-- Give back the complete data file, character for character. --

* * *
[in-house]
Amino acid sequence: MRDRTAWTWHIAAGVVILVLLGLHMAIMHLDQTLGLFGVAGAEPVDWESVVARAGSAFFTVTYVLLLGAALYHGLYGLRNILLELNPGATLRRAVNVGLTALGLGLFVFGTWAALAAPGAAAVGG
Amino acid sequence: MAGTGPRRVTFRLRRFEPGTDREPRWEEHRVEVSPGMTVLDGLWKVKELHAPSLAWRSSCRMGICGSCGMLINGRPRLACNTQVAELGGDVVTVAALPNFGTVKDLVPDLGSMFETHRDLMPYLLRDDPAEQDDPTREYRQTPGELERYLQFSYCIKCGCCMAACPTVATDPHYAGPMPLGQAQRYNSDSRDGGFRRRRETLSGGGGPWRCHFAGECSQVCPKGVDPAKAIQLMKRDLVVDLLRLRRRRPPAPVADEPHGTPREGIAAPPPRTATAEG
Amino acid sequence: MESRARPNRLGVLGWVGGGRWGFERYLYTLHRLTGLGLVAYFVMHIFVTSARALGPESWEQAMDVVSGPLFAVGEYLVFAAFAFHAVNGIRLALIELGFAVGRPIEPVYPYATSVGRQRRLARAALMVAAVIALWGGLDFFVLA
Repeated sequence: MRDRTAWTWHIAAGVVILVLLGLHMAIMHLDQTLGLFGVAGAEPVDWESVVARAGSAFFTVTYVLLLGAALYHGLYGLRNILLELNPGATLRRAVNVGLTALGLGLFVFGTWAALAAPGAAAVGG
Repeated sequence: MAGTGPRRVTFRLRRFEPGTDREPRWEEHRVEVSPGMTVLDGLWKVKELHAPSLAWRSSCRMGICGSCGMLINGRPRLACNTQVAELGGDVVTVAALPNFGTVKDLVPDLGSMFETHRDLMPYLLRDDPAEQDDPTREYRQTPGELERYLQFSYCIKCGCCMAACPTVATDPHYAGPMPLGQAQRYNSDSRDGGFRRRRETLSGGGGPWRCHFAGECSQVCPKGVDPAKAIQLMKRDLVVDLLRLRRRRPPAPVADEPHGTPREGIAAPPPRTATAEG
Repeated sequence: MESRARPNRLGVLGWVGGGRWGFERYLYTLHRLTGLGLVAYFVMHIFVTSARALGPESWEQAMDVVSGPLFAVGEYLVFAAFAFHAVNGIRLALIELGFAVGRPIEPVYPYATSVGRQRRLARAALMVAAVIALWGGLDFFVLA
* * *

[in-house]
Amino acid sequence: MRDRTAWTWHIAAGVVILVLLGLHMAIMHLDQTLGLFGVAGAEPVDWESVVARAGSAFFTVTYVLLLGAALYHGLYGLRNILLELNPGATLRRAVNVGLTALGLGLFVFGTWAALAAPGAAAVGG
Amino acid sequence: MAGTGPRRVTFRLRRFEPGTDREPRWEEHRVEVSPGMTVLDGLWKVKELHAPSLAWRSSCRMGICGSCGMLINGRPRLACNTQVAELGGDVVTVAALPNFGTVKDLVPDLGSMFETHRDLMPYLLRDDPAEQDDPTREYRQTPGELERYLQFSYCIKCGCCMAACPTVATDPHYAGPMPLGQAQRYNSDSRDGGFRRRRETLSGGGGPWRCHFAGECSQVCPKGVDPAKAIQLMKRDLVVDLLRLRRRRPPAPVADEPHGTPREGIAAPPPRTATAEG
Amino acid sequence: MESRARPNRLGVLGWVGGGRWGFERYLYTLHRLTGLGLVAYFVMHIFVTSARALGPESWEQAMDVVSGPLFAVGEYLVFAAFAFHAVNGIRLALIELGFAVGRPIEPVYPYATSVGRQRRLARAALMVAAVIALWGGLDFFVLA
Repeated sequence: MRDRTAWTWHIAAGVVILVLLGLHMAIMHLDQTLGLFGVAGAEPVDWESVVARAGSAFFTVTYVLLLGAALYHGLYGLRNILLELNPGATLRRAVNVGLTALGLGLFVFGTWAALAAPGAAAVGG
Repeated sequence: MAGTGPRRVTFRLRRFEPGTDREPRWEEHRVEVSPGMTVLDGLWKVKELHAPSLAWRSSCRMGICGSCGMLINGRPRLACNTQVAELGGDVVTVAALPNFGTVKDLVPDLGSMFETHRDLMPYLLRDDPAEQDDPTREYRQTPGELERYLQFSYCIKCGCCMAACPTVATDPHYAGPMPLGQAQRYNSDSRDGGFRRRRETLSGGGGPWRCHFAGECSQVCPKGVDPAKAIQLMKRDLVVDLLRLRRRRPPAPVADEPHGTPREGIAAPPPRTATAEG
Repeated sequence: MESRARPNRLGVLGWVGGGRWGFERYLYTLHRLTGLGLVAYFVMHIFVTSARALGPESWEQAMDVVSGPLFAVGEYLVFAAFAFHAVNGIRLALIELGFAVGRPIEPVYPYATSVGRQRRLARAALMVAAVIALWGGLDFFVLA